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Dooagh National School sends shark message to visitors to Achill Island on Earth Day

The Basking Sharks are back and the children of Dooagh NS on Achill Island, completing the Marine Institute’s Explorers Healthy Ocean Project, created a message for the locals and tourists at Keel beach on Earth Day (22nd April 2024), to respect our wildlife and keep your distance from these gentle giants.

Irene Patten, Dooagh NS Principal, congratulated the children on their life size basking shark measuring 8 metres long made of sand and rocks and importantly, the message using rocks for everyone to see: “Please respect our Sharks”.

“The children are celebrating the work that they have done over the last couple of months learning about sharks as part of the Explorers school project, focusing on creating a healthy ocean. With so many basking sharks seen feeding in the water around Achill this week, it is wonderful to make the connection that we all need to care for our ocean and the animals that live there. It was wonderful to see the children spend a very enjoyable morning at Keel Beach where they showed great creativity and teamwork in making two life-size basking sharks from pebbles on the beach and a message to help protect the gentle giants who deserve their safe space in the waters around Achill,” Ms Patten said.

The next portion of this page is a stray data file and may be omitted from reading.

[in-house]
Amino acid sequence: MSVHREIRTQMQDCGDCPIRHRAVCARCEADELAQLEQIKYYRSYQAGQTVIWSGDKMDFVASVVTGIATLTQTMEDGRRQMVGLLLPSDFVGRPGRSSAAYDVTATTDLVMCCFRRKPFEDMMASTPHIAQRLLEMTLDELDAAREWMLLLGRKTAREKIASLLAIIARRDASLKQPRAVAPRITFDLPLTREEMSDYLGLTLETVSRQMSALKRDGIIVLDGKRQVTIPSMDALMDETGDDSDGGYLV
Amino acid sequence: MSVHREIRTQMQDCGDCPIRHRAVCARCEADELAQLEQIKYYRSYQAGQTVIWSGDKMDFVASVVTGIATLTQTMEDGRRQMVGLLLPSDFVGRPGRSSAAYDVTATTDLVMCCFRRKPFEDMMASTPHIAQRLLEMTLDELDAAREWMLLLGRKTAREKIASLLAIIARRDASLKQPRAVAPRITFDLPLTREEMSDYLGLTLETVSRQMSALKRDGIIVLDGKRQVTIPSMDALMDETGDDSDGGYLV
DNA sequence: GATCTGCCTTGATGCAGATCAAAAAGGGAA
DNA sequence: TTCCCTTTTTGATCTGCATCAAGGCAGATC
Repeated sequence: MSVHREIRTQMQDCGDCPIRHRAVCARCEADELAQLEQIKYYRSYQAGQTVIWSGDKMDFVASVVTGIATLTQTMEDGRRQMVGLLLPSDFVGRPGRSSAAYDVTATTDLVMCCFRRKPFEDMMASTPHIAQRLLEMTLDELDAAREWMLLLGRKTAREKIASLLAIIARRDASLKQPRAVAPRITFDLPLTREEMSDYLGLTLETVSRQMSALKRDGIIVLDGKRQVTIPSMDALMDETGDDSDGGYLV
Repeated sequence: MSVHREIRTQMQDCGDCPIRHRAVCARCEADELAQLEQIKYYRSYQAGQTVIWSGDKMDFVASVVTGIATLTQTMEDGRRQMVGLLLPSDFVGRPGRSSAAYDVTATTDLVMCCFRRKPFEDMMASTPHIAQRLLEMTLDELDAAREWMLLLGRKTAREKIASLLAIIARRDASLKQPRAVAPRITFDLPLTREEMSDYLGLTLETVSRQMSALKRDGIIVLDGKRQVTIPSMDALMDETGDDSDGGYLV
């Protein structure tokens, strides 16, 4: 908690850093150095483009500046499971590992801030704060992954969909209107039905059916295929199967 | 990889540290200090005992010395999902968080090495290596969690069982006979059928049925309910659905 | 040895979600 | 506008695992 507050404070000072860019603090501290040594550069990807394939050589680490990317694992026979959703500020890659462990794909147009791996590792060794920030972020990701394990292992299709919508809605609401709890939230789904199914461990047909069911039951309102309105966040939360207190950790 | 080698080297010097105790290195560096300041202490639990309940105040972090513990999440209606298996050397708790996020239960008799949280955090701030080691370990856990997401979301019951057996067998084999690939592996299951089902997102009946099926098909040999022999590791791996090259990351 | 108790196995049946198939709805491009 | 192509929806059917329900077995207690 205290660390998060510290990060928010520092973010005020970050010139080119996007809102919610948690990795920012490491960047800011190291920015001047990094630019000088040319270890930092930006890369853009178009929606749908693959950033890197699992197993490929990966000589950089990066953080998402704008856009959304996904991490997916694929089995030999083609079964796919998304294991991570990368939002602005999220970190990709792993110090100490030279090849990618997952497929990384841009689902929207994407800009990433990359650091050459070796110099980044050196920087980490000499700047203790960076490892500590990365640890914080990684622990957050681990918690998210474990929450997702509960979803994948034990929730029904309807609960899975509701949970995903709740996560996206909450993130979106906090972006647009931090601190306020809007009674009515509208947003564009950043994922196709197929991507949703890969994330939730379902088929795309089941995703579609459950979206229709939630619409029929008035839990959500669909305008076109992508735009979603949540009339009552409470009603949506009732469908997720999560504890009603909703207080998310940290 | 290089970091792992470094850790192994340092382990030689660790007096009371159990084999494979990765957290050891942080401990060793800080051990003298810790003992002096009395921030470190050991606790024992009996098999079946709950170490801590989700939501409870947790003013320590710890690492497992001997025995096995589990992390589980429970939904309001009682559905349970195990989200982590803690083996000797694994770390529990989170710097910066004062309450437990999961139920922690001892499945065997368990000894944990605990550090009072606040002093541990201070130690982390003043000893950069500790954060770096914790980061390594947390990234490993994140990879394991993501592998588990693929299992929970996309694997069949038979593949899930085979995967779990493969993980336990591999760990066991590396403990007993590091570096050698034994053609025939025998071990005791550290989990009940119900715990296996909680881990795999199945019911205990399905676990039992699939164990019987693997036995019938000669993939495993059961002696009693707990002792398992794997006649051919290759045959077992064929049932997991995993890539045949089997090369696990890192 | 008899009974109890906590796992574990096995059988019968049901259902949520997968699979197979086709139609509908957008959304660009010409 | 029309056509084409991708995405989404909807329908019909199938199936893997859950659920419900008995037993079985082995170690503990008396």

“The Irish saying: Chomh sámh le liamhán gréine, which means As tranquil as a basking shark, is important to remember when we see the sharks bathing in the sun and feeding. They are the second largest shark in the world, measuring in average between 5 – 7 meters in length. Some have been recorded at 11 meters. Although they may seem ‘gentle’, they are busy feeding on plankton and can filter 2000 tons of water per hour as they swim along with their mouths wide open,” explained Sorsha Kennedy, Explorers Education officer.

Basking Sharks have been granted legal protection under Irelands Wildlife Act as they are listed as globally Endangered with the IUCN. “We are therefore very lucky to see these sharks around Achill each summer, which are best observed safely and peacefully from land. The children are very excited about protecting their sharks back – and to complete their outing on the seashore they carried out a beach clean where they collected and removed 10 bags of plastic that had been washed ashore. Today the Dooagh NS students left some very important healthy ocean messages, to respect wildlife, observe sharks from a safe distance and help keep plastics from the ocean!” Sorsha added.

The Irish Basking Shark Group ( has created a Code of Conduct to help prevent harmful interactions between people and Basking Sharks recommending that people stay at least 4 metres away and they should not try to approach the animals. They encourage people to take photos at a distance and to record the location at time sharks were observed. This helps scientists ensure that they are monitored and are given the necessary protection while in Irish waters.

For further information on Basking Sharks in Irish waters contact the Irish Basking Shark Group or The Irish Whale and Dolphin Group.